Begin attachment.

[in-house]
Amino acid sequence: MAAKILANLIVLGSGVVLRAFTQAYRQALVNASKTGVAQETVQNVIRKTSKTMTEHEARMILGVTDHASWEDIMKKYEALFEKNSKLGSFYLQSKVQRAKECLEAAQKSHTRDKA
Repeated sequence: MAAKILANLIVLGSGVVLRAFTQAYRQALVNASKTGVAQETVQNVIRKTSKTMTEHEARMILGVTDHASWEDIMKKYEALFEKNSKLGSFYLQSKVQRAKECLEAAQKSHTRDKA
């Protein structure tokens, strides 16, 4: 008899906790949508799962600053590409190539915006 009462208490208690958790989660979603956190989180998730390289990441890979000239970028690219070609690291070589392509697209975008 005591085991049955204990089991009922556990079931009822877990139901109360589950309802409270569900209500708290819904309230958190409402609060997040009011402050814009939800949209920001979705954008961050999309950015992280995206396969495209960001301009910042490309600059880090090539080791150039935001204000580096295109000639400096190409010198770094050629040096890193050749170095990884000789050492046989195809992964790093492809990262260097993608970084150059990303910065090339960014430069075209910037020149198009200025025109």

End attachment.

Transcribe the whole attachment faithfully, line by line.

[in-house]
Amino acid sequence: MAAKILANLIVLGSGVVLRAFTQAYRQALVNASKTGVAQETVQNVIRKTSKTMTEHEARMILGVTDHASWEDIMKKYEALFEKNSKLGSFYLQSKVQRAKECLEAAQKSHTRDKA
Repeated sequence: MAAKILANLIVLGSGVVLRAFTQAYRQALVNASKTGVAQETVQNVIRKTSKTMTEHEARMILGVTDHASWEDIMKKYEALFEKNSKLGSFYLQSKVQRAKECLEAAQKSHTRDKA
């Protein structure tokens, strides 16, 4: 008899906790949508799962600053590409190539915006 009462208490208690958790989660979603956190989180998730390289990441890979000239970028690219070609690291070589392509697209975008 005591085991049955204990089991009922556990079931009822877990139901109360589950309802409270569900209500708290819904309230958190409402609060997040009011402050814009939800949209920001979705954008961050999309950015992280995206396969495209960001301009910042490309600059880090090539080791150039935001204000580096295109000639400096190409010198770094050629040096890193050749170095990884000789050492046989195809992964790093492809990262260097993608970084150059990303910065090339960014430069075209910037020149198009200025025109």